5 Factors in a Successful Medical Record Abstraction
Medical record abstraction can be a laborious and exhaustive part of an EHR go-live for a hospital. But it is a necessary process in which quality is key because it directly impacts patient care.
Given that clinicians depend on the information in a medical record to treat patients, timely and accurate chart abstraction is essential to providing quality care in patients’ first appointments after go-live. When abstraction is done well, health systems avoid problems like incomplete medical records or duplicated patient notes.
In this post, HCI’s experienced EHR go-live team identify 5 key factors to a successful medical record abstraction.
Timing is essential in abstraction. A successful chart abstraction typically starts a month or two before go-live.
The speed with which the abstraction project is completed depends largely on the resources committed. Though a health system may be able to use internal staff to extract records from the legacy EHR and enter them into the new system, external abstractors can usually complete the project faster.
Also, in leveraging external abstractors, a health system’s internal team can better focus on learning the new EHR. The extra time and experience are vital for clinicians.
While abstracting records quickly is important, speed should not come at the expense of accuracy. Thus, an efficient process that is also accurate is paramount.
Efficient abstractors are trained in how to identify the most important information in a chart and enter it into the new system properly. Experience with different types of EHRs helps in this process because sometimes an abstractor may not be able to copy and paste information from one system to another.
Abstractors may have to choose from a drop-down menu of choices in the new EHR, for example. Having the necessary knowledge and experience allows efficient abstractors to maintain accuracy by confirming that the right choices are made and that accurate information is entered into the new EHR.
Some health systems like to pay external abstractors by the hour while others prefer flat fees, like per chart abstracted. The right chart abstraction provider can help a system determine the best pricing model for the project and work with them accordingly. For example, charging on a per chart abstracted basis as opposed to a more common per hour of work per resource model transfers the risk of slower-paced abstractions away from a health system.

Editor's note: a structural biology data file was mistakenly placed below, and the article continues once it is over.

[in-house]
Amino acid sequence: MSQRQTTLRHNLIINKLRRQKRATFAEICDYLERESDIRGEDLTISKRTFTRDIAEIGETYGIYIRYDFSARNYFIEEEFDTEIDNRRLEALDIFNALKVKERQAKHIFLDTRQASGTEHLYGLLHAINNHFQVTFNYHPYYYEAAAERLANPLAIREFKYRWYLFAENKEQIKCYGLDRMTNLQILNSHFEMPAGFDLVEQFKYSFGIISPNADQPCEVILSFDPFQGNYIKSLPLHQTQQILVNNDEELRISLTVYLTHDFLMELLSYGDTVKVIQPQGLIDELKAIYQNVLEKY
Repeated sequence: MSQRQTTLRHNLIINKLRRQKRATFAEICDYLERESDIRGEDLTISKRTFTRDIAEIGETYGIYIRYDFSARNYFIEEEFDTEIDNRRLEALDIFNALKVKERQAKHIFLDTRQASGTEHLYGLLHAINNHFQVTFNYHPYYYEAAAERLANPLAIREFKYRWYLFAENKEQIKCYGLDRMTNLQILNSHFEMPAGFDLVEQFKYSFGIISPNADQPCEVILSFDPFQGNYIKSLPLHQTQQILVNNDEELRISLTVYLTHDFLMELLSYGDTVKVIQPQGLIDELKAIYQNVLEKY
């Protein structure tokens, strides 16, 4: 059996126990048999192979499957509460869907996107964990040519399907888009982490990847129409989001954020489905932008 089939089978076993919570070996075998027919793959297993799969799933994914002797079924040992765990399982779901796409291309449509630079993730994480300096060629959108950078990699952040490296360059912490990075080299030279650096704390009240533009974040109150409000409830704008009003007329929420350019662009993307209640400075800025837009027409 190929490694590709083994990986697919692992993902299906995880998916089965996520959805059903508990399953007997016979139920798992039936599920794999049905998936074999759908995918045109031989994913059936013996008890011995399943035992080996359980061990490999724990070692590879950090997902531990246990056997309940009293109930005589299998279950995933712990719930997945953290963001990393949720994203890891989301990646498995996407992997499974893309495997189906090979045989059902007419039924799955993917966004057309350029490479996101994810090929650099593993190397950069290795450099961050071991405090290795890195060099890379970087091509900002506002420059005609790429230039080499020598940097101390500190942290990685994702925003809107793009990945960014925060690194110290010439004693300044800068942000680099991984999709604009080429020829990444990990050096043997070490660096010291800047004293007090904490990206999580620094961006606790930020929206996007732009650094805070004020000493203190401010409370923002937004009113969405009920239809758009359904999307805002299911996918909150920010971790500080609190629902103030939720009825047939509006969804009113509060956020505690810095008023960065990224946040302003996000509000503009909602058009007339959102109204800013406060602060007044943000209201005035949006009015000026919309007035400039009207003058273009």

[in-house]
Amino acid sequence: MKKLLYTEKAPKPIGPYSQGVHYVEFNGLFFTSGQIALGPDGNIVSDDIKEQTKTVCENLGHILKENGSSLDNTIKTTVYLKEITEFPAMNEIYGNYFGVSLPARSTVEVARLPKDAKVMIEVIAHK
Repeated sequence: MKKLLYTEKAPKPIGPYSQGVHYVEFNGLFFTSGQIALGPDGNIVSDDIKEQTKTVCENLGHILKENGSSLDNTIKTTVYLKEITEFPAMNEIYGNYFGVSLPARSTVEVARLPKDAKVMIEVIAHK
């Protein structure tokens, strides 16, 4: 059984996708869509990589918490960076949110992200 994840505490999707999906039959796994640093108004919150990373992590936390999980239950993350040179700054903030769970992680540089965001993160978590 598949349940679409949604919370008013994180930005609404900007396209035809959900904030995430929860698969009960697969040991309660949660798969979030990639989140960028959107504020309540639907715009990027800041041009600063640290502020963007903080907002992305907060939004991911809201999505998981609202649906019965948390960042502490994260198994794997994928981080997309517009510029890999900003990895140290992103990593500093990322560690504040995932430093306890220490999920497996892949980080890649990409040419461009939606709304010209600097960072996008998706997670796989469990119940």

An abstraction service should also be able to coordinate with a health system to complete the project within a system’s preferred timeline. Leading abstraction providers can confirm that they will have the resources needed well in advance because they have a robust pipeline of abstractors that stay busy, steadily rotating from one project to another.
Leading abstraction providers do not have to train abstractors for one go live at a time either, moving them up the learning curve in each instance. Abstractors can focus on accurately completing as many charts as possible ahead of the go-live instead, thus allowing clinicians to be prepared to meet with patients when go live starts.
Some abstraction services may be fine for smaller projects, like 5,000 charts, while others may be well suited for big go-lives involving tens of thousands of medical records, or even hundreds of thousands. Ideally, an abstraction services provider could scale up or down to meet a health system’s needs.
Such scalability comes from having enough abstractors to staff multiple projects of varying sizes. This allows an abstraction service to help a health system with staggering go lives, perhaps including locations of different sizes.
Also, if an abstraction provider does not have to hire new agents, it can deploy the same resources across multiple waves of abstractions. Doing so provides incremental efficiencies for a health system as resources become familiar with the organization and its workflows.
Watching an abstraction service’s progress in real-time can give a health system assurance. If a system can see how many charts have been abstracted and how many are left, it can tell whether it is on track to be ready for go live. And, if it is behind, the system can work with the provider to get back on pace.
Dashboards are the optimal visibility solution. Some abstraction service providers track progress like how many abstractions are completed in a day as well as how many are done by wave and how many are left before a given appointment date. Displaying such measurements in a mix of graphs, bar charts, and other forms of data can create confidence that abstractions will be done before patients arrive at the office.
Record abstractions must be finished before a patient’s first visit after go-live because clinicians need the proper information to provide quality care. Therefore, speed, accuracy, flexibility, scalability, and visibility are crucial to a successful chart abstraction project.
With HCI Abstraction Services, you can rest assured that you are receiving efficiency, visibility, and above all, the utmost quality on your medical data abstractions.
Contact The HCI Group to learn more about how we can provide quality results with measured efficiency.